Race and dissatisfaction with government services: A cautionary note
It is customary to employ surveys to evaluate government services. Race is cited frequently as a source of differences between people in the evaluation of government services. African-Americans are reported to be more critical of government services than others. However, a possible source of error reported in survey research is response bias due to what is commonly called the race-of-interviewer effect: black and white respondents giving different answers as a function of who asks the question. This note investigates, through an experimental design, whether response bias exists in mail surveys. Using two institutions, one historically black and one historically white, residents in a Southern community were asked to evaluate government's response to growth. As expected, initial results affirmed the importance of race. However, additional analysis revealed a more complex role for race. More importantly, the results indicated that citizens may, in fact, take into consideration who asks the question.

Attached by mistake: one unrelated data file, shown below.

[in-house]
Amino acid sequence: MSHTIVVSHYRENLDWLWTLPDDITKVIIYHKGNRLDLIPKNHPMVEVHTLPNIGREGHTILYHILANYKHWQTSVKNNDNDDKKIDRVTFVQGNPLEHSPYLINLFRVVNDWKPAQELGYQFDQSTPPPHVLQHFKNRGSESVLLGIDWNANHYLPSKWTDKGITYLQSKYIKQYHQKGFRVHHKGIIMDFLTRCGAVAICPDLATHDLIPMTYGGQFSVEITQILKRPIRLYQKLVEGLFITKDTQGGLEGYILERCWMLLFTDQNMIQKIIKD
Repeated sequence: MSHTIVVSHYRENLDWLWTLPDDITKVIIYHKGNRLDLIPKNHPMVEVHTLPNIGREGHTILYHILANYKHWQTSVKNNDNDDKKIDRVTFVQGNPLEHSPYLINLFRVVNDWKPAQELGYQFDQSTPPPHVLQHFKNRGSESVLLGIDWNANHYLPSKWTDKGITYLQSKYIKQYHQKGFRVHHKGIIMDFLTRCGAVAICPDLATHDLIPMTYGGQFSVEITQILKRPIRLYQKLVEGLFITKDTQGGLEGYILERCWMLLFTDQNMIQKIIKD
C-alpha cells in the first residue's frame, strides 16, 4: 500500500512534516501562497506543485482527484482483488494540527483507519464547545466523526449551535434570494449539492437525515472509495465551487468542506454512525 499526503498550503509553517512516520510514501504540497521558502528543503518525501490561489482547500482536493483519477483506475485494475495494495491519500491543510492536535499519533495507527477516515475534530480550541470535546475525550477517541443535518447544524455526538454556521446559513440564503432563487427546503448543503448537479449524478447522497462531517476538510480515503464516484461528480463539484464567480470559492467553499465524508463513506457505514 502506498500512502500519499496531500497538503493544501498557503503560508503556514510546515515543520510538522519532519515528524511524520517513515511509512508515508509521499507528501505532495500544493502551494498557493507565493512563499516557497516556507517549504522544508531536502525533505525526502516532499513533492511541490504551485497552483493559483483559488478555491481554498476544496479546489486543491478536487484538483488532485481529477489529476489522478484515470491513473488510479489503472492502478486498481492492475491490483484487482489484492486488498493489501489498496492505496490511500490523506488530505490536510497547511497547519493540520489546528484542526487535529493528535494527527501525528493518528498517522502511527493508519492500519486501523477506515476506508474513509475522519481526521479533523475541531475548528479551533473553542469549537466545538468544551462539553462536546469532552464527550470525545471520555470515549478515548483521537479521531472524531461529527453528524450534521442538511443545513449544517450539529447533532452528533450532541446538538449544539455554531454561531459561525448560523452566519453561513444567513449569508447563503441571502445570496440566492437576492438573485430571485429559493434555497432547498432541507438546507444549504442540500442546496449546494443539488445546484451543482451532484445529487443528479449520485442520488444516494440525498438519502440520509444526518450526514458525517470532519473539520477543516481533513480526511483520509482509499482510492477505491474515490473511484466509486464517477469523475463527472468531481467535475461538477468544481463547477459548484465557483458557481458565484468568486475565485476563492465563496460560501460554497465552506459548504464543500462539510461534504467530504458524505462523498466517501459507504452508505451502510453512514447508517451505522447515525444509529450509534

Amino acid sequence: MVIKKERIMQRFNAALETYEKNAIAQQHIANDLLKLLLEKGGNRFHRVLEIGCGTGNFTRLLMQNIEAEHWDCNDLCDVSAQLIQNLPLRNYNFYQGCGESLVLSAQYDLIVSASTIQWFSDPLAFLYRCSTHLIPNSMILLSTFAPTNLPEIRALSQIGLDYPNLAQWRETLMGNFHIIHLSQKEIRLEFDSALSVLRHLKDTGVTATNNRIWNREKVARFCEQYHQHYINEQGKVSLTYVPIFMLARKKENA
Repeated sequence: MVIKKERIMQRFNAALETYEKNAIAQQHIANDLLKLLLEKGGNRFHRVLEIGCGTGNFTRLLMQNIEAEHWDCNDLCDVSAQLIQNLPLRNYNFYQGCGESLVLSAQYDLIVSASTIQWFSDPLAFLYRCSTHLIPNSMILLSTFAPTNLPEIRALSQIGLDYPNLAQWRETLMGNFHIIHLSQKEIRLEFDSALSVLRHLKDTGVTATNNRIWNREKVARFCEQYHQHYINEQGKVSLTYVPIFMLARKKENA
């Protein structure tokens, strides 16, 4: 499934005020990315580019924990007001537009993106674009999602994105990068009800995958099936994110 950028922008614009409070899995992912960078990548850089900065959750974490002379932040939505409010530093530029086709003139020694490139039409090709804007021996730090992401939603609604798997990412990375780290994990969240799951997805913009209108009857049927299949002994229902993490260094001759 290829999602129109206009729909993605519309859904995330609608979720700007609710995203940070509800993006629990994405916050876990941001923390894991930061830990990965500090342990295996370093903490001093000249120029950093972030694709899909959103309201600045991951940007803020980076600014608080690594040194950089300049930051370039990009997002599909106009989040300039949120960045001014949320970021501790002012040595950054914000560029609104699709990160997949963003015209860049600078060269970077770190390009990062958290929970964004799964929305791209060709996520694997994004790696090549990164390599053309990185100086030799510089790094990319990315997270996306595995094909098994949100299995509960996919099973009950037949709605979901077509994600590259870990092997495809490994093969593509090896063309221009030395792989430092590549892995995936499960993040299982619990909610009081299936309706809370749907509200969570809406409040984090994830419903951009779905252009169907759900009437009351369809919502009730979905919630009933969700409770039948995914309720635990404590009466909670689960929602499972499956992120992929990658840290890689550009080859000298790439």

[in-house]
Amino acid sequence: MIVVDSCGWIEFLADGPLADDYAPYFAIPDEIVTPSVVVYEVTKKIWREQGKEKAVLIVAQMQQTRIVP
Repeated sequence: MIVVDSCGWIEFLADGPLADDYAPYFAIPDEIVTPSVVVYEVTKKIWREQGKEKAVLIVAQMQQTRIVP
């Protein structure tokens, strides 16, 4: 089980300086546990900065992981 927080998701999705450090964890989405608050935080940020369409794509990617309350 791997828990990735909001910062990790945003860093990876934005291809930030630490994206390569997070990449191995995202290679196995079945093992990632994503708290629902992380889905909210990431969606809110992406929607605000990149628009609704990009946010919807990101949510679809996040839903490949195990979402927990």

County government; Local government; Mail surveys; Public administration; Race discrimination; Surveys
American Politics | Policy History, Theory, and Methods | Public Affairs, Public Policy and Public Administration | Race and Ethnicity | Regional Sociology
Bernick, E. L.,
Pratto, D. J.,
Race and dissatisfaction with government services: A cautionary note.
Journal of Urban Affairs, 16(4),